Check out our New Interest Groups!
Click on the Community tab under Education & Outreach for more information about the Drosophila Interest Group, Cellular Metabolic Dynamics Interest Group, and the Prokaryotic Interest Group.
Wednesday, May 18, 2016 at 1:00PM
Dr. Zachary Pincus, Ph.D.
Assistant Professor of Developmental Biology and Genetics,
Washington University School of Medicine, St. Louis, Missouri
Title: Live fast, die young, and leave a beautiful corpse? Determinants of individual lifespan and the rate of aging
Location: Natural Sciences 2, Room 3201
Hosts: Dr. Olivier Cinquin and Dr. Charless Fowlkes
Thursday, May 26, 2016 at 1:00PM
Dr. Aaron Meyer, Ph.D.
Research Fellow, Massachusetts Institute of Technology,
Koch Institute for Integrative Cancer Research
Title: Data-driven design of targeted therapies and immunotherapies for cancer
Location: Natural Sciences 2, Room 3201
Host: Dr. Qing Nie
Mechanisms of Disease
And for those of you who already have a "smidgen, soupçon or waferthin" bit of data, Dr. Lander and the CCBS Players have some additional advice ... Write It Up !
We invite you to view "WETWARE: art | agency | animation" - an exhibition at the interface between biology, technology and art being shown at the Beall Center for Art & Technology in the Claire Trevor School of Arts. The exhibition runs until May 7, 2016.
WETWARE features art in the light of today’s convergent living technologies: While artists have previously staged “Artificial Life” through the hardware and software of computers and robotics to simulate living systems, increasingly it emerges from wetware itself. Whether touching upon the brain’s position between spiritualism and metabolism, the synthesis of luminescent protocells from scratch, or microbes that possess the technical ability to make gold and clean water, contemporary artists who employ laboratory methods in the context of Synthetic Biology are getting particularly “close to life” today.
WETWARE presents beaded necklaces containing synthetic amino acids, protocells to simulate movements of phytoplankton, bacteria that produce energy to run a musical synthesizer, a desktop gene machine, A-Life parasites fed with electro trash, as well as an artificially grown brain-in-a-vat nourished with Hegel’s Phenomenology of the Spirit. The exhibition juxtaposes art projects that creatively and critically investigate the anthropocentric mindset in engineered moist “Artificial life,” and the responsibility that arises with it. In WETWARE, the concepts of art, agency, and animation acquire new meanings, while aliveness is questioned in terms of components, circuits, and systems.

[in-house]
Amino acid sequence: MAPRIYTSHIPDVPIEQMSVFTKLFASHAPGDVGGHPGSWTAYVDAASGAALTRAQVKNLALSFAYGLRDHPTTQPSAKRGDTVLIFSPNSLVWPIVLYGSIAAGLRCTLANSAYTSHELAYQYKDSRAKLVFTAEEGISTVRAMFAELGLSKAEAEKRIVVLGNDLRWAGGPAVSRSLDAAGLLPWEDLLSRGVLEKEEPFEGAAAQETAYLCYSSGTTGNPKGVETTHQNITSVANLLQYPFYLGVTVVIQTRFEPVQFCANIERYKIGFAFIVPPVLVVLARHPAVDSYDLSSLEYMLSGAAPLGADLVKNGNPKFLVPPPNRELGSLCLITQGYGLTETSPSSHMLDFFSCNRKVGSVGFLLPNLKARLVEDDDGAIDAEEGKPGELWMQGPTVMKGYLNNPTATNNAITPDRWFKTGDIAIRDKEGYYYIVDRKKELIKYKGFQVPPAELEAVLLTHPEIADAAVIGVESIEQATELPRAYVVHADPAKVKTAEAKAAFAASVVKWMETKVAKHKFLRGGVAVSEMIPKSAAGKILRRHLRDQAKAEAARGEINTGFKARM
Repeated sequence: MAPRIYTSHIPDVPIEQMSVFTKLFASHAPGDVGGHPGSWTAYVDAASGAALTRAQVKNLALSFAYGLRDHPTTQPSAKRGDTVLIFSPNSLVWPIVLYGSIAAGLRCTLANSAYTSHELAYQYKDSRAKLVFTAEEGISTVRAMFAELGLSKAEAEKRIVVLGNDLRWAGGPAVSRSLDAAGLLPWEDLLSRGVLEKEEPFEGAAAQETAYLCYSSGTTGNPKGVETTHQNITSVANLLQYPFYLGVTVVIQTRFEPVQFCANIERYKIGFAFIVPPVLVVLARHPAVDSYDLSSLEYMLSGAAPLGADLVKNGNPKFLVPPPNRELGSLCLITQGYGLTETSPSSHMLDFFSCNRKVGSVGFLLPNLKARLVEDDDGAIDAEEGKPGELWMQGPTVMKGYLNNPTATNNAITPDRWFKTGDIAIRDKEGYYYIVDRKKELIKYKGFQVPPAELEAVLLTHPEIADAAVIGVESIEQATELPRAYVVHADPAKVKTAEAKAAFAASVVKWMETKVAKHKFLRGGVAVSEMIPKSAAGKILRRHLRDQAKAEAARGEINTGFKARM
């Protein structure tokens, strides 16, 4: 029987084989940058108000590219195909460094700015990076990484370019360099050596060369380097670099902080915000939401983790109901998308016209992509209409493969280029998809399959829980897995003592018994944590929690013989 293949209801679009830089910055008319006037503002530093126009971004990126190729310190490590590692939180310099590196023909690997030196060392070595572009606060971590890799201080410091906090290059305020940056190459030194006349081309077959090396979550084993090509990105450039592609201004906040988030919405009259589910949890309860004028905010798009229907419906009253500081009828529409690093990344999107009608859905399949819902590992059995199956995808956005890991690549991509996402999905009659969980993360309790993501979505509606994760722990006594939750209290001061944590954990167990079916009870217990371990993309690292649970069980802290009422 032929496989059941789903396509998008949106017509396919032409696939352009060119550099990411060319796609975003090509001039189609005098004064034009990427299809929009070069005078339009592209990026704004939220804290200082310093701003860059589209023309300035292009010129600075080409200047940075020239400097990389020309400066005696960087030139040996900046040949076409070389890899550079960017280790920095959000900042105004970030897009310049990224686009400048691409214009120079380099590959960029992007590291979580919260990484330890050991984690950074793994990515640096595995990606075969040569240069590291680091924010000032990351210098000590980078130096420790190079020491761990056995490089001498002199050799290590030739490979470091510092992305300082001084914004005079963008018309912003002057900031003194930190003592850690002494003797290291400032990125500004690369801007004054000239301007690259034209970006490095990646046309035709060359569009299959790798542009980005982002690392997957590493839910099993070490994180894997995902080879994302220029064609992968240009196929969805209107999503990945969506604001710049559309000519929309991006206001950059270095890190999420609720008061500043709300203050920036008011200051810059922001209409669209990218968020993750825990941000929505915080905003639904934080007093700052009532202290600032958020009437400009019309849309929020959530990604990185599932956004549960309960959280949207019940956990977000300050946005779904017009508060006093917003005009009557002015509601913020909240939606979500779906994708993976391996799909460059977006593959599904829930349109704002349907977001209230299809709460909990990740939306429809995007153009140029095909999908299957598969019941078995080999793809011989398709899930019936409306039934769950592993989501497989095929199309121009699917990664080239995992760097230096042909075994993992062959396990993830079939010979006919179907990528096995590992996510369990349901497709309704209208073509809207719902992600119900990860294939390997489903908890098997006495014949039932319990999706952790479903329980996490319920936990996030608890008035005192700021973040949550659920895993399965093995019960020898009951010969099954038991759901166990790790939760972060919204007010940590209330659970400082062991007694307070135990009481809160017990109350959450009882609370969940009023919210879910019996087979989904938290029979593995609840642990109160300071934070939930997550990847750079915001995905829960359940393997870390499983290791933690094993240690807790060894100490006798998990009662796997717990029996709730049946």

The exhibition features international artists who have increasingly extended their work towards wetware practices: Adam Brown, Gilberto Esparza, Thomas Feuerstein, Lucie Strecker & Klaus Spiess and Orkan Telhan. In addition Evelina Domnitch & Dmitry Gelfand (with sound by Richard Chartier) and Anna Dumitriu present new works developed during their three-week residencies at the Beall in collaboration with the UCI Center for Complex Biological Systems and the UCI Newkirk Center for Science & Society.
WETWARE is curated by Beall Center Artistic Director David Familian and Jens Hauser, a Paris and Copenhagen based art curator, writer and media studies scholar who focuses on the interactions between art and technology.
Free admission. Open to the Public.
Feb 6 until May 7
Tuesdays - Saturdays
from 12 – 6pm
Closed Sundays & Mondays
Closed: Mar 22 - 29
Beall Center for Art + Technology
University of California, Irvine
Claire Trevor School of the Arts
712 Arts Plaza
Irvine, CA 92697-2775
Interim Programs Director
Tel. (949) 824-6206
Congratulations to Assistant Professor Chang Liu ! The The Alfred P. Sloan Foundation has named him as one of this year's Sloan Research Fellows. Awarded annually since 1955, the fellowships honor early-career scientists and scholars whose achievements and potential identify them as rising stars and next generation scientific leaders. Fellows receive $55,000 to further their research.
“Getting early-career support can be a make-or-break moment for a young scholar,” said Paul L. Joskow, President of the Alfred P. Sloan Foundation. “In an increasingly competitive academic environment, it can be difficult to stand out, even when your work is first rate. The Sloan Research Fellowships have become an unmistakable marker of quality among researchers. Fellows represent the best-of-the-best among young scientists.”
Awarded in eight scientific and technical fields—chemistry, computer science, economics, mathematics, computational and evolutionary molecular biology, neuroscience, ocean sciences, and physics—the Sloan Research Fellowships are awarded in close coordination with the scientific community.
Past Sloan Research Fellows have gone on to notable careers and include such intellectual giants as physicists Richard Feynman and Murray Gell-Mann, and game theorist John Nash. Since the beginning of the program in 1955, 43 fellows have received a Nobel Prize in their respective field, 16 have won the Fields Medal in mathematics, 68 have received the National Medal of Science, and 15 have won the John Bates Clark Medal in economics, including every winner since 2007. More information on the achievements of former Sloan Research Fellows can be found at www.sloan.org/sloan-research- fellowships.